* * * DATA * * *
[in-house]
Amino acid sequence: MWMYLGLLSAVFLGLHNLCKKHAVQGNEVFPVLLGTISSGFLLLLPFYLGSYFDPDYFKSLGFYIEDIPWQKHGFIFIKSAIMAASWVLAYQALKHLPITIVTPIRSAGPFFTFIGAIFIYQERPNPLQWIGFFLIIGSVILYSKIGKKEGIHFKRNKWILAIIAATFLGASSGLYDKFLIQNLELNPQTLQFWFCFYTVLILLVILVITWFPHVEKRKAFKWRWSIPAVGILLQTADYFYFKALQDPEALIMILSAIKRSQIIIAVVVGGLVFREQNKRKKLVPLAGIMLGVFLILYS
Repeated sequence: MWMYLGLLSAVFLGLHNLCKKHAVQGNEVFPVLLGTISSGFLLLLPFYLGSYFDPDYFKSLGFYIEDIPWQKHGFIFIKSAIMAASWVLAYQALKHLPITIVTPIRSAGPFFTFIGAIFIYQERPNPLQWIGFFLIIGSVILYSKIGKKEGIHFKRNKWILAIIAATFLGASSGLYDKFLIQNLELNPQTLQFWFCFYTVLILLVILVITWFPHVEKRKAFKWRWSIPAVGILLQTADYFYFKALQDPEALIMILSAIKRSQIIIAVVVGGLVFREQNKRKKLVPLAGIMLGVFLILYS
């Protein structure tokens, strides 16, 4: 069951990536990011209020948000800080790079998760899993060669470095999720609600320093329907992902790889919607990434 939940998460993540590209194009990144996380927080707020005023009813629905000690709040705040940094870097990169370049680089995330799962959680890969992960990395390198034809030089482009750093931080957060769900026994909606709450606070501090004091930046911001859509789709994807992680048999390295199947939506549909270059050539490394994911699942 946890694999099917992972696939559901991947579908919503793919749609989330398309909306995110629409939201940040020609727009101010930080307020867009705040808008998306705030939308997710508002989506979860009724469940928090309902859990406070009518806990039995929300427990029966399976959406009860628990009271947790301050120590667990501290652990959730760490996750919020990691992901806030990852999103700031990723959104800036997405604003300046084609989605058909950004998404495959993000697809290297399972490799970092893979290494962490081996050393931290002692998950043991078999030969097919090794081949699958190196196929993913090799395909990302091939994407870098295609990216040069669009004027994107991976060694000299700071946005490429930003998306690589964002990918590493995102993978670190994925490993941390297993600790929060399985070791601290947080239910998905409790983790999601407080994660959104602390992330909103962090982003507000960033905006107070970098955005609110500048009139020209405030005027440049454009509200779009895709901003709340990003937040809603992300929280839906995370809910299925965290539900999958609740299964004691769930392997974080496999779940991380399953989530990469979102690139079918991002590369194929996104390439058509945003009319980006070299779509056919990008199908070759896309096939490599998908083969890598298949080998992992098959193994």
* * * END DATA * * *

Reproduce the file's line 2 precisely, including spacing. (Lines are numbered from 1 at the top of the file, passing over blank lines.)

Amino acid sequence: MWMYLGLLSAVFLGLHNLCKKHAVQGNEVFPVLLGTISSGFLLLLPFYLGSYFDPDYFKSLGFYIEDIPWQKHGFIFIKSAIMAASWVLAYQALKHLPITIVTPIRSAGPFFTFIGAIFIYQERPNPLQWIGFFLIIGSVILYSKIGKKEGIHFKRNKWILAIIAATFLGASSGLYDKFLIQNLELNPQTLQFWFCFYTVLILLVILVITWFPHVEKRKAFKWRWSIPAVGILLQTADYFYFKALQDPEALIMILSAIKRSQIIIAVVVGGLVFREQNKRKKLVPLAGIMLGVFLILYS